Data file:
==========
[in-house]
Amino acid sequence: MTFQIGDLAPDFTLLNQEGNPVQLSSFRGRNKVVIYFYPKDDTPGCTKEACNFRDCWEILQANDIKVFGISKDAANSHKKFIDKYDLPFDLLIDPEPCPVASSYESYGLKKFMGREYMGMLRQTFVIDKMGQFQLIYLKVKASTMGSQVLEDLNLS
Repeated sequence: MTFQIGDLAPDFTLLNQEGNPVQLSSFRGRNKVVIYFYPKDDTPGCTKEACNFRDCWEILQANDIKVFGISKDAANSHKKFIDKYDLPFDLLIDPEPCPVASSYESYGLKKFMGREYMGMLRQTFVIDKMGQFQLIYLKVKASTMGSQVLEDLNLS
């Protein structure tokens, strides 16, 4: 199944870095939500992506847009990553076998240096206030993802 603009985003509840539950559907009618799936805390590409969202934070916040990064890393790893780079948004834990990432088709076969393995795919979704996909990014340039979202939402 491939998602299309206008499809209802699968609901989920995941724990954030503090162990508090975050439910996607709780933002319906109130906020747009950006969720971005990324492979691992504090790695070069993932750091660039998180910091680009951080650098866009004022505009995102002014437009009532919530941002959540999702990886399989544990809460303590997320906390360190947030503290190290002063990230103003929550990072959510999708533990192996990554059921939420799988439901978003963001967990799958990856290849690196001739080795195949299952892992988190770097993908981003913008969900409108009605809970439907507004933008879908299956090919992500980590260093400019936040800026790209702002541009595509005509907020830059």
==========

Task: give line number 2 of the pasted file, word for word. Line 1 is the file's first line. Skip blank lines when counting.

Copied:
Amino acid sequence: MTFQIGDLAPDFTLLNQEGNPVQLSSFRGRNKVVIYFYPKDDTPGCTKEACNFRDCWEILQANDIKVFGISKDAANSHKKFIDKYDLPFDLLIDPEPCPVASSYESYGLKKFMGREYMGMLRQTFVIDKMGQFQLIYLKVKASTMGSQVLEDLNLS